Why swap genders in Macbeth?
Why not? It seems trite, but there’s really no good reason not to mess with the genders in most scripts. People are people, regardless of their gender. We’re all products of our environment and upbringing, it’s just that some of us are told to be pretty and quiet, while others are told to be bold and brave.
The thing about most of the storytelling we have around us is that it’s inherently biased in favour of male characters. They get to be multifaceted, complete and well-drawn human beings. Typically, female characters tend to serve a purpose in someone else’s story – they’re spouses or plot devices, mostly. The strangest thing about it all is these characters have personalities that we think of as being inherently masculine or feminine, but they’re just not. It’s not only women who cry, or men who are brave. When you flip the genders in a classic, like The Tragedy of Macbeth, you get to view a story we know so well in a new light
How does the story of Macbeth relate to us in 2016?
Like all good storytelling, the themes in Shakespeare’s play arethings we continue to battle with throughout the ages. The original audience was captivated by a story set 500 years before they were born, but it still rang true. We’ve all found ourselves in situations that tempt us to take action that might not otherwise sit easy with us. We all experience love, hope, fear and loss.
The political intrigue and large-scale betrayal is all too recognisable in 2016. Scratch below the surface of a news feed and you’ll pretty quickly see how much conflict starts with envy and ambition.
There’s a whole lot of inequality and privilege that we live within every day is starting with gender, because it’s the structure that we personally notice most, and we can’t wait to work with more of Melbourne’s amazing theatre-makers to bring ever more diversity to the stage
How did discussions of privilege inform the production?
When we look at privilege and gender in our society, the history is so vast that it’s almost impossible to imagine how a complete flip could come about. We haven’t changed anything in the power structures of the play, we’ve just changed which gender has the power and which does not. This meant that we had to imagine a world where religion, mythology, storytelling, politics, heritage and everything else held women above all else.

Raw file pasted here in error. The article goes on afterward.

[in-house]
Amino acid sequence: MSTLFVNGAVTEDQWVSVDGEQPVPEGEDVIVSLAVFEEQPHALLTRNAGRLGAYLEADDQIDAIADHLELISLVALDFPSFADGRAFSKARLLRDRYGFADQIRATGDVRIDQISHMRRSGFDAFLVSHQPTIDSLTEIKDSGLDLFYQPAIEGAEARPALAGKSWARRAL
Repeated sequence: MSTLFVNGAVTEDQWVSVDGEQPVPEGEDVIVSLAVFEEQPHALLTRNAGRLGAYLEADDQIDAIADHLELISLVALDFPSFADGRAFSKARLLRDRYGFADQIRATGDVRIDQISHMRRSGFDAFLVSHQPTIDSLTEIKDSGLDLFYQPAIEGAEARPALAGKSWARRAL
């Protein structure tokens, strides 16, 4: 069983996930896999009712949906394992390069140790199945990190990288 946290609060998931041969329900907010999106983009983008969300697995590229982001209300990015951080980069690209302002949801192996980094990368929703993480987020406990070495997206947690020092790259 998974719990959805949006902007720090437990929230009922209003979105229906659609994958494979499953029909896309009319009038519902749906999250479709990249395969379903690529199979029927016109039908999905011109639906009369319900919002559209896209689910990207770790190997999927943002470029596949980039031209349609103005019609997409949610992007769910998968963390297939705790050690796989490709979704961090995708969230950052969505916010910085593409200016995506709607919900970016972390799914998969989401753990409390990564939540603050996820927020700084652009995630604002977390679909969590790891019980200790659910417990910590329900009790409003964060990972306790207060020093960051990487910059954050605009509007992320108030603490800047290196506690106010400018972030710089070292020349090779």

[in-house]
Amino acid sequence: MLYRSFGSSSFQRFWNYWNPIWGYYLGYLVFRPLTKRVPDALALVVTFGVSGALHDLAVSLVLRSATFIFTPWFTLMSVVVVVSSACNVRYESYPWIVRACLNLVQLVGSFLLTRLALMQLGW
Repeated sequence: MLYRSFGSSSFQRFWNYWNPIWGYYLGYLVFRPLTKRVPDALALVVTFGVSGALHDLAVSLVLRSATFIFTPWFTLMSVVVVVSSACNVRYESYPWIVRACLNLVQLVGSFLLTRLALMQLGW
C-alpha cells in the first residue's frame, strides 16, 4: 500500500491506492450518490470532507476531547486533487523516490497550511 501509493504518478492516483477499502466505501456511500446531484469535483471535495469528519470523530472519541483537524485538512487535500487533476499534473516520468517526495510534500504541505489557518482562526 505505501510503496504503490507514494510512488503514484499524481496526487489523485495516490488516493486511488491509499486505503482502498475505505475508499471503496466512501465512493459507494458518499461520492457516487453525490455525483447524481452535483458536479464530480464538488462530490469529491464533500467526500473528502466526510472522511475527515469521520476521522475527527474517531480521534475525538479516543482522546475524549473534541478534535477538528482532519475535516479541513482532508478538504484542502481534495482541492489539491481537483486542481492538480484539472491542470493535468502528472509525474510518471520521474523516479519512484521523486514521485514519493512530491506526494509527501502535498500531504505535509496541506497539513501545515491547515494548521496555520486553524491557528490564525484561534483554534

We then had to consider which qualities we would assume were masculine and which were feminine, so feminine virtues in our world became about bravery, intellect, logic and reason, while masculine virtues include fertility, meekness, subservience and nurturing. It’s been a strange process, and a really enlightening one to deconstruct what we assume is inherent in our gender and figuring out what we have learnt.
What sets your production apart from other adaptations of Shakespearean stories?
Well, the gender-flip is a pretty big one. It’s pretty common to see some characters switched around in a contemporary production of Shakespeare. With hardly any female characters, and a whole lot of really talented women in the industry, it’s pretty-well inevitable. There are also occasionally single-gender productions, either the traditional all-male or a completely flipped all-female.
I suppose the thing that sets this exploration of gender apart is that we’ve imagined an entirely new world, in which women have always held power, but it’s been under the same structure as our own world. We’re not suggesting it’s a better option – absolute power for any one group of people in never a good thing – we’re just presenting it as feasible. As far as we’re aware, this is the first time Macbeth has had a complete gender-flip.
We think that the best foundation for good theatre is strong storytelling. We’re all about making sure the characters are well-formed, the actors and creative team all know the world we’re creating, and the story is clear. All we really want to do is entertain our audience.